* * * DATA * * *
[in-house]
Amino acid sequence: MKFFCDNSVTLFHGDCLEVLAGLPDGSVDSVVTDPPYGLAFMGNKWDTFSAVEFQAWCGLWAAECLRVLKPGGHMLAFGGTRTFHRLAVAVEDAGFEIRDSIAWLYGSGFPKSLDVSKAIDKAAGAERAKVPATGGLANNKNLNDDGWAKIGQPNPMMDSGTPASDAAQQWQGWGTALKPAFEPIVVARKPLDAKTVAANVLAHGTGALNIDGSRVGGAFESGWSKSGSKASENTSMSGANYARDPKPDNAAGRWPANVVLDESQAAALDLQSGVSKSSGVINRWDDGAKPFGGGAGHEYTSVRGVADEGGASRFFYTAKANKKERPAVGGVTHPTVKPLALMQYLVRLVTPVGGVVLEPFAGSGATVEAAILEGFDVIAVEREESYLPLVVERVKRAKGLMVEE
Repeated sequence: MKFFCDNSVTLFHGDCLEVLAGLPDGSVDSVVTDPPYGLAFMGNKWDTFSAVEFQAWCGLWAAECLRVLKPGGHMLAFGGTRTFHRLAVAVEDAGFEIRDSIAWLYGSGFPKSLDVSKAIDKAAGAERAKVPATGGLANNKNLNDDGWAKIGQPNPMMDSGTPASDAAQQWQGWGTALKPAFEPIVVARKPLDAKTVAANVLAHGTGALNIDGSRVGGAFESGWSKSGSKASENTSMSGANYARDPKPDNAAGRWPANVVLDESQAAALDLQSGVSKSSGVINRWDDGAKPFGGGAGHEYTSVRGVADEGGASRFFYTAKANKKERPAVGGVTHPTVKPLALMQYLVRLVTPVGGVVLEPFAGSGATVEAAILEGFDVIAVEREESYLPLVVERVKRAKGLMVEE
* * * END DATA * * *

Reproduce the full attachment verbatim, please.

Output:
[in-house]
Amino acid sequence: MKFFCDNSVTLFHGDCLEVLAGLPDGSVDSVVTDPPYGLAFMGNKWDTFSAVEFQAWCGLWAAECLRVLKPGGHMLAFGGTRTFHRLAVAVEDAGFEIRDSIAWLYGSGFPKSLDVSKAIDKAAGAERAKVPATGGLANNKNLNDDGWAKIGQPNPMMDSGTPASDAAQQWQGWGTALKPAFEPIVVARKPLDAKTVAANVLAHGTGALNIDGSRVGGAFESGWSKSGSKASENTSMSGANYARDPKPDNAAGRWPANVVLDESQAAALDLQSGVSKSSGVINRWDDGAKPFGGGAGHEYTSVRGVADEGGASRFFYTAKANKKERPAVGGVTHPTVKPLALMQYLVRLVTPVGGVVLEPFAGSGATVEAAILEGFDVIAVEREESYLPLVVERVKRAKGLMVEE
Repeated sequence: MKFFCDNSVTLFHGDCLEVLAGLPDGSVDSVVTDPPYGLAFMGNKWDTFSAVEFQAWCGLWAAECLRVLKPGGHMLAFGGTRTFHRLAVAVEDAGFEIRDSIAWLYGSGFPKSLDVSKAIDKAAGAERAKVPATGGLANNKNLNDDGWAKIGQPNPMMDSGTPASDAAQQWQGWGTALKPAFEPIVVARKPLDAKTVAANVLAHGTGALNIDGSRVGGAFESGWSKSGSKASENTSMSGANYARDPKPDNAAGRWPANVVLDESQAAALDLQSGVSKSSGVINRWDDGAKPFGGGAGHEYTSVRGVADEGGASRFFYTAKANKKERPAVGGVTHPTVKPLALMQYLVRLVTPVGGVVLEPFAGSGATVEAAILEGFDVIAVEREESYLPLVVERVKRAKGLMVEE